Will it have the same impact for social change? As you know, there's a million factors involved in that from who is in Congress to who is the president, et cetera.
Adrianne, I want to take this to you because you covered this from the beginning and there is no question that the courageous young woman's video changed the course of this case and there's evidence of that.
I want you to take a look at the original police officer for where the police described him as resisting officers and then appearing to be suffering medical distress, and then not dying on the scene. So if it weren't for the video, of that would have been the official narrative. You were covering this on the ground at the time. What lessons do you think journalists need to learn from this?
ADRIENNE BROADDUS, CNN CORRESPONDENT: Question, question, question. And we also need to question members of law enforcement, that includes police.
I remember that night when I saw Darnella's video, at the time she only had about 200 views. I called up my station and I said, hey do we know about this incident between a man and Minneapolis police? And the overnight editor said, yeah, Adrianne, we got a news release about that and I'll email it to you. And we have sound with the public information officer, we're not doing anything on this. They told us it was a medical condition.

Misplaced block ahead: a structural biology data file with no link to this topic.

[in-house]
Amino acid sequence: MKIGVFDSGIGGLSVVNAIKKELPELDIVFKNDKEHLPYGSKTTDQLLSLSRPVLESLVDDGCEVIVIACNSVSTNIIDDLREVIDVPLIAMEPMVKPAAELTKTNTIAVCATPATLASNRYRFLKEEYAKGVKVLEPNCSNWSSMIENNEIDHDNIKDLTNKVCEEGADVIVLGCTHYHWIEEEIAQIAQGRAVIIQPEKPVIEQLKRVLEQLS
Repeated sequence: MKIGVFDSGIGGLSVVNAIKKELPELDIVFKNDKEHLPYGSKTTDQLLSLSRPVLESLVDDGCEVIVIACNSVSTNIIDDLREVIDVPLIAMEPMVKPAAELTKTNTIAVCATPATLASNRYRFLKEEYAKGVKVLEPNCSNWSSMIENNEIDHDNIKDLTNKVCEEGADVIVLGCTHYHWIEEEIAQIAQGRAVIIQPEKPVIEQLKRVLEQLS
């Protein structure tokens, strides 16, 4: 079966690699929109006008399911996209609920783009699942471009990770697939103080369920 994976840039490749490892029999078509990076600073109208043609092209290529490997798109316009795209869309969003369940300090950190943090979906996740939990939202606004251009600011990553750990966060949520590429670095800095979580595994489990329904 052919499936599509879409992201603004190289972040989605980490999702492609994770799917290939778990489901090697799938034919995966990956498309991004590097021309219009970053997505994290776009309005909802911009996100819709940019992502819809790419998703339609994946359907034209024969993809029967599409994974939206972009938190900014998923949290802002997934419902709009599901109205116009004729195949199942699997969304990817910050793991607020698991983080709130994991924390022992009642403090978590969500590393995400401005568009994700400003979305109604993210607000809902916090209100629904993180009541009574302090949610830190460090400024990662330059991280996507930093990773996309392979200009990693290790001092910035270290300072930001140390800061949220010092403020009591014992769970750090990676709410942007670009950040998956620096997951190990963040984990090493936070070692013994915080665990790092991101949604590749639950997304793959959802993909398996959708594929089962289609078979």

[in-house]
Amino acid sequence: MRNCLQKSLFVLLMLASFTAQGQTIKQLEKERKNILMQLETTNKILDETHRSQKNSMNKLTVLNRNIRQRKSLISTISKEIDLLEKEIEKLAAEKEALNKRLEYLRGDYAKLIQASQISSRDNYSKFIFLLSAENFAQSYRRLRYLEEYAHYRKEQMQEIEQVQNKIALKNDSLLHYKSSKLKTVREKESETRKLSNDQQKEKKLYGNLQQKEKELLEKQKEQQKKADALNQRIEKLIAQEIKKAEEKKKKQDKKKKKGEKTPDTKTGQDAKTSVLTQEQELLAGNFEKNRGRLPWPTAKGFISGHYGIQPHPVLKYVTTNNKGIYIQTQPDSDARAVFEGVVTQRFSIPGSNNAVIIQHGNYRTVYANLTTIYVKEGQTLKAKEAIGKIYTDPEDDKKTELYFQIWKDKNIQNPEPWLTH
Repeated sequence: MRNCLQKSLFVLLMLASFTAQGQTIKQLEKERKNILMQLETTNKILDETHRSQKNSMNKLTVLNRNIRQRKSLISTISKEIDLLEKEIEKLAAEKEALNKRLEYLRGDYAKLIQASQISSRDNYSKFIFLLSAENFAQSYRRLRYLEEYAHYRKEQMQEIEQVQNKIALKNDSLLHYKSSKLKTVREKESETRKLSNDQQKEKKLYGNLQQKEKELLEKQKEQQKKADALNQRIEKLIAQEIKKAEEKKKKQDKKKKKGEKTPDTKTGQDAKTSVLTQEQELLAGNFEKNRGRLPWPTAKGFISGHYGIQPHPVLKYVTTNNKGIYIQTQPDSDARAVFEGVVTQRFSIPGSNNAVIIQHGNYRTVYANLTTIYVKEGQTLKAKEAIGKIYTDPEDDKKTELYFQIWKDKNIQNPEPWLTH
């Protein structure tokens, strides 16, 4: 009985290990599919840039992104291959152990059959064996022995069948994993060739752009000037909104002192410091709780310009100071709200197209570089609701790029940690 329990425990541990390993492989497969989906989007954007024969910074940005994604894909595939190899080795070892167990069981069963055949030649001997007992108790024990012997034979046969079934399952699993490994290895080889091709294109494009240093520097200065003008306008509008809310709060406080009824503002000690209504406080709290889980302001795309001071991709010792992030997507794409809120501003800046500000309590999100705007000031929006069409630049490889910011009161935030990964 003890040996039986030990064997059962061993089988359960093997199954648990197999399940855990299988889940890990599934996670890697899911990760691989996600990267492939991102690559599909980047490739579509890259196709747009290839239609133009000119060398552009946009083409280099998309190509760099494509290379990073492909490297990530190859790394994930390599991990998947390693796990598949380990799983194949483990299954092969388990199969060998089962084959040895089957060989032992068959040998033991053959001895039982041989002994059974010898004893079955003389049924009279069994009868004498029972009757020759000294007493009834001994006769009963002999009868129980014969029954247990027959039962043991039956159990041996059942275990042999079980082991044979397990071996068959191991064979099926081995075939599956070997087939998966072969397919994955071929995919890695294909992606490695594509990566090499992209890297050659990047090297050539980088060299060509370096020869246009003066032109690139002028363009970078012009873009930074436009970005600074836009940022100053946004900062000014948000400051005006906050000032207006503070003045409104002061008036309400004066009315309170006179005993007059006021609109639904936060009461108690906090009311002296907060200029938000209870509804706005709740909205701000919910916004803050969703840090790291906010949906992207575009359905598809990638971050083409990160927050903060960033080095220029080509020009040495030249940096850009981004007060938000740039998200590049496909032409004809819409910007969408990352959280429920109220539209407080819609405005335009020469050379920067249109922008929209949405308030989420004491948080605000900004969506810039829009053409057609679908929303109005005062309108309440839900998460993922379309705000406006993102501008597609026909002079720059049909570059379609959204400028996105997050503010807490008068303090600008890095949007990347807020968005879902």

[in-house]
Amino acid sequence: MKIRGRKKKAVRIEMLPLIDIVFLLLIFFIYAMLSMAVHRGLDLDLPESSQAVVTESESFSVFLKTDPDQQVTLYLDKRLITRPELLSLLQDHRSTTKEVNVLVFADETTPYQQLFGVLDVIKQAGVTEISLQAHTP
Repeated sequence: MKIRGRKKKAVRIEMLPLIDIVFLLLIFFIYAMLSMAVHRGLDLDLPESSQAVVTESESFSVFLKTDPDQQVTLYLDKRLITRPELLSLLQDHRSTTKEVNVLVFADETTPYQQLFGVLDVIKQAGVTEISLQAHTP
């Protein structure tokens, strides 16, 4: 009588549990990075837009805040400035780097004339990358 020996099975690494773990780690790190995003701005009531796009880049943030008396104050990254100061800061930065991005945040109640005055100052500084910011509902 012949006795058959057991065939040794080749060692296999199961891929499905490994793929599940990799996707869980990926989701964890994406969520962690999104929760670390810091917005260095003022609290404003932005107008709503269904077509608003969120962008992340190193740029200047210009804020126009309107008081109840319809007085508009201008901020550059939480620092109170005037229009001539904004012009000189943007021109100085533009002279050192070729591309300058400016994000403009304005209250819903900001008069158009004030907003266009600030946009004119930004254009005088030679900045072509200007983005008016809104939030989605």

So I wrote a letter to my entire newsroom and I included Darnella's video and some of the messages I traded back and forth with Darnella. We could rely on police for basic information, for example, what street did this happen on, what time did this happen. But we need to keep what the police are saying in context and what I mean by that is we need to compare it to what witnesses and people on the ground are saying.